Take a variety of relevant law school classes and study hard.

Many aspects of law are useful for consumer protection attorneys, including banking and finance law, according to experts in the field. There isn’t a strict J.D. curriculum for a future consumer protection attorney, and a variety of law school courses apply to this career path, experts say.

Wilf-Townsend — whose expertise includes consumer protection law, civil procedure and federal courts — suggests taking a class on legal remedies, which covers the forms of restitution that victims of wrongdoing can be given. A course on aggregate litigation, the practice of combining cases from multiple parties into a single lawsuit, could also be beneficial, Wilf-Townsend says.

Antitrust law — the area of law that dictates how companies can compete fairly in the U.S. economy — is an important topic for a potential consumer protection attorney to study, Wilf-Townsend says.

According to Rossman, courses on contract law, torts, civil procedure, evidence law, corporate law and tax law could be helpful. Classes about how to choose a legal venue for a court case or how to decide which law to provide as grounds for a lawsuit would apply to a consumer law career, he says.

Get as much practical experience as you can during law school.

In addition to signing up for law clinic courses that address consumer protection issues, future consumer protection attorneys can do externships and internships with government agencies, law firms or nonprofit organizations that handle consumer protection cases, experts say.

At the federal level, several agencies routinely handle consumer protection issues, including the Consumer Financial Protection Bureau, the Department of Justice’s Consumer Protection Branch, the Food and Drug Administration’s Office of Regulatory Affairs and the Federal Trade Commission’s Bureau of Consumer Protection.

State attorneys general offices also typically have a department that focuses on consumer protection.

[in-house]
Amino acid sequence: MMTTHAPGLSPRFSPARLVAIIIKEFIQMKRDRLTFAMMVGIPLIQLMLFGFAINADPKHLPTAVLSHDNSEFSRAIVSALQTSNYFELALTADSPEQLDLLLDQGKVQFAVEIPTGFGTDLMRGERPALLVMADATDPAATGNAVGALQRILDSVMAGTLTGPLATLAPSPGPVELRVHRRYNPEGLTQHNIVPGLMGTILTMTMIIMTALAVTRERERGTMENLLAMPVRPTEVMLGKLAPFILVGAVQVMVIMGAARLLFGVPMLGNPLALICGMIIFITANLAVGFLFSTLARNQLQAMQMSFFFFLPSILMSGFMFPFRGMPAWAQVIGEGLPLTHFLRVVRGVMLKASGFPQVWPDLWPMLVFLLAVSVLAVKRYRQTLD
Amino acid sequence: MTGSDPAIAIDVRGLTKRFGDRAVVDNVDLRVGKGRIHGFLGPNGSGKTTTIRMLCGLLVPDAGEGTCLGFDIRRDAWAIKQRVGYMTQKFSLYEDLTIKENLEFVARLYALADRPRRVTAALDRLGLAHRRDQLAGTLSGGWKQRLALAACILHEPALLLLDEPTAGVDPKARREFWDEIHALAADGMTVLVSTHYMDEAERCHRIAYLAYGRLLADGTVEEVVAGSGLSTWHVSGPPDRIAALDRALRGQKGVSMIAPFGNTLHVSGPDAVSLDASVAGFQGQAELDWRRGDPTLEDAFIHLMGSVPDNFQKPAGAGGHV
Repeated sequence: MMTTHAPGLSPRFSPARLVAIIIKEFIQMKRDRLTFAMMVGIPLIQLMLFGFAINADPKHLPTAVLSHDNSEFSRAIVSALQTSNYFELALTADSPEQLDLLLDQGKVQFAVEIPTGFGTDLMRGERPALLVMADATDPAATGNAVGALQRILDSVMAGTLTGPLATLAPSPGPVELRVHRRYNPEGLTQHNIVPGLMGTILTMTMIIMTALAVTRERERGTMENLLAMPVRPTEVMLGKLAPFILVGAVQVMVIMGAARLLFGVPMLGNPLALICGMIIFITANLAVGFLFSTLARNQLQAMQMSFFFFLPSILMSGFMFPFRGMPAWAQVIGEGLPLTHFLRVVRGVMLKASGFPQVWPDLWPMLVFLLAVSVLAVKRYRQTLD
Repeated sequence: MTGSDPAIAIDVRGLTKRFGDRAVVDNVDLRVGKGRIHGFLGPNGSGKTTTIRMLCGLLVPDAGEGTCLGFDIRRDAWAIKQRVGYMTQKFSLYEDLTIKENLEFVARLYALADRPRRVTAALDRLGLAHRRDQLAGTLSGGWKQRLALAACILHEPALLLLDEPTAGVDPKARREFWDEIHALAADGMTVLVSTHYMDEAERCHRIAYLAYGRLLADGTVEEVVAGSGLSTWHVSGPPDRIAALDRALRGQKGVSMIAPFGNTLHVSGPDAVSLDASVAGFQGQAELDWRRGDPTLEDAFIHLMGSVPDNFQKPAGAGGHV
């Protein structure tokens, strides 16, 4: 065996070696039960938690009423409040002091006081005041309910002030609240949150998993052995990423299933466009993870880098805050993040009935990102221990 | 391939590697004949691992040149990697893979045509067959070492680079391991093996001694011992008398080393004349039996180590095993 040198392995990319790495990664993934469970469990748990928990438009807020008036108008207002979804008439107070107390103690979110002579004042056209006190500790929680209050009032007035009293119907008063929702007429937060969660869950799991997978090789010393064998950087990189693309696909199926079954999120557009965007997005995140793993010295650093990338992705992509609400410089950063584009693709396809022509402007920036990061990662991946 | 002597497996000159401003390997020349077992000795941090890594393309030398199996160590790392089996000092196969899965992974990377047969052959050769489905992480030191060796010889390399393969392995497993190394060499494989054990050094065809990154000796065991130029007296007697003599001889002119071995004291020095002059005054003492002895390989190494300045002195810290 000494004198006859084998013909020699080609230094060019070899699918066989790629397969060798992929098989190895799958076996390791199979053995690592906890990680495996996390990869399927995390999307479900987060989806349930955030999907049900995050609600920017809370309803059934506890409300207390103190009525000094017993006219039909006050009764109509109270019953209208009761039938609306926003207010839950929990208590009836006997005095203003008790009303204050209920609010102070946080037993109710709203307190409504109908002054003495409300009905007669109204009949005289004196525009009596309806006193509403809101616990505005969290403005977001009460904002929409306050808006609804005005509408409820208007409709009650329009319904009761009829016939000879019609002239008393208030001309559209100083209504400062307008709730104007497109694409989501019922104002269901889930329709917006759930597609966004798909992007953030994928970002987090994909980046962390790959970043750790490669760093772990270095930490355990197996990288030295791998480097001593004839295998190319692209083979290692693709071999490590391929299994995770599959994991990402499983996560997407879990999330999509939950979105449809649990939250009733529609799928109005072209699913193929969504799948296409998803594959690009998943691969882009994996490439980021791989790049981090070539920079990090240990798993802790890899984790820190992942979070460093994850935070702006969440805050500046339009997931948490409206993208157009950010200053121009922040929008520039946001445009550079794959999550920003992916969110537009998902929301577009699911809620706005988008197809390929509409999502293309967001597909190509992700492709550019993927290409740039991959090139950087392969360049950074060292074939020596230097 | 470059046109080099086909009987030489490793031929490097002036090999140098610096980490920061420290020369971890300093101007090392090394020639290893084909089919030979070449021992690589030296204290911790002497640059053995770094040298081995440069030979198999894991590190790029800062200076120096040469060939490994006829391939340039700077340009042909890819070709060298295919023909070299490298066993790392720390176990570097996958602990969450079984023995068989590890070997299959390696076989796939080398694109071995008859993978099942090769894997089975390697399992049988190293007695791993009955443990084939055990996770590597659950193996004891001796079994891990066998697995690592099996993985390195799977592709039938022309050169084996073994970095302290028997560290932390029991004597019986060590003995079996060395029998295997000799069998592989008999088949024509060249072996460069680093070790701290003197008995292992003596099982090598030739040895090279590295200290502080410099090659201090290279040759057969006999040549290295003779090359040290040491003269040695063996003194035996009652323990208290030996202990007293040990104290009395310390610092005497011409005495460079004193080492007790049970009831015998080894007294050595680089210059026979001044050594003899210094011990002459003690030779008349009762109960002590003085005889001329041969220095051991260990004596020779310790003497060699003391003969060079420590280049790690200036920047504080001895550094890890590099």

The National Consumer Law Center offers student internships, and so do other consumer-oriented nonprofits and law firms.

Join a student club that relates to the field or a consumer law professional association.

Law student organizations that focus on consumer protection law may bring in informative speakers and host seminars and conferences, Rossman says. During law school, students can start to get involved with national professional organizations for consumer protection lawyers, he adds.

The National Consumer Law Center provides entrance fee discounts for national conferences to new lawyers, has special training programs for recent law school grads and provides manuals for people entering the consumer protection legal field, Rossman explains.

“Being able to be part of a larger community of people who are doing the same thing, to have the mentorship, to have the support (and) to have the resource sharing that takes place is very, very important,” he says.

Searching for a grad school? Access our complete rankings of Best Graduate Schools.

More from U.S. News

What Law School Applicants Should Know About the Many Types of Lawyers

18 Questions to Ask to Decide If You Should Be a Lawyer

Policy Careers an Option for Law School Graduates

What Consumer Protection Lawyers Do and How to Become One originally appeared on usnews.com

Related Categories:

Latest News

More from WTOP

Log in to your WTOP account for notifications and alerts customized for you.

Sign up